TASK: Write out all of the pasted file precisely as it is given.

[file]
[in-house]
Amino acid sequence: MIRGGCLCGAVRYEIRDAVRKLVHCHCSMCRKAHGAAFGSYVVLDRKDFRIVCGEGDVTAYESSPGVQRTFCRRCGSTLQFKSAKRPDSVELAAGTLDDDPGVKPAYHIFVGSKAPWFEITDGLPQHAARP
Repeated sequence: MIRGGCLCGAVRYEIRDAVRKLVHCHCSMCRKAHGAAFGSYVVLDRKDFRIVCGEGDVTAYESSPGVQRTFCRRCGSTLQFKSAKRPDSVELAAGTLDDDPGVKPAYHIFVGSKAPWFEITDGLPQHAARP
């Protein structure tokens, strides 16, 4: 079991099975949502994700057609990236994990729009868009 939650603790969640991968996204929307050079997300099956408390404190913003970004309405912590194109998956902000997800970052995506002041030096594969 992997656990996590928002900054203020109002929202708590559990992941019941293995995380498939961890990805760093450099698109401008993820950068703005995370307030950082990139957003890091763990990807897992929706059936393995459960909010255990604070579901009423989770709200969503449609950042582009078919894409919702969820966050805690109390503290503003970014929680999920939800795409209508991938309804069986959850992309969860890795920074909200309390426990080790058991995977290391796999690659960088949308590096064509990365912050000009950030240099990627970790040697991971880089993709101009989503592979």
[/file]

[in-house]
Amino acid sequence: MIRGGCLCGAVRYEIRDAVRKLVHCHCSMCRKAHGAAFGSYVVLDRKDFRIVCGEGDVTAYESSPGVQRTFCRRCGSTLQFKSAKRPDSVELAAGTLDDDPGVKPAYHIFVGSKAPWFEITDGLPQHAARP
Repeated sequence: MIRGGCLCGAVRYEIRDAVRKLVHCHCSMCRKAHGAAFGSYVVLDRKDFRIVCGEGDVTAYESSPGVQRTFCRRCGSTLQFKSAKRPDSVELAAGTLDDDPGVKPAYHIFVGSKAPWFEITDGLPQHAARP
């Protein structure tokens, strides 16, 4: 079991099975949502994700057609990236994990729009868009 939650603790969640991968996204929307050079997300099956408390404190913003970004309405912590194109998956902000997800970052995506002041030096594969 992997656990996590928002900054203020109002929202708590559990992941019941293995995380498939961890990805760093450099698109401008993820950068703005995370307030950082990139957003890091763990990807897992929706059936393995459960909010255990604070579901009423989770709200969503449609950042582009078919894409919702969820966050805690109390503290503003970014929680999920939800795409209508991938309804069986959850992309969860890795920074909200309390426990080790058991995977290391796999690659960088949308590096064509990365912050000009950030240099990627970790040697991971880089993709101009989503592979």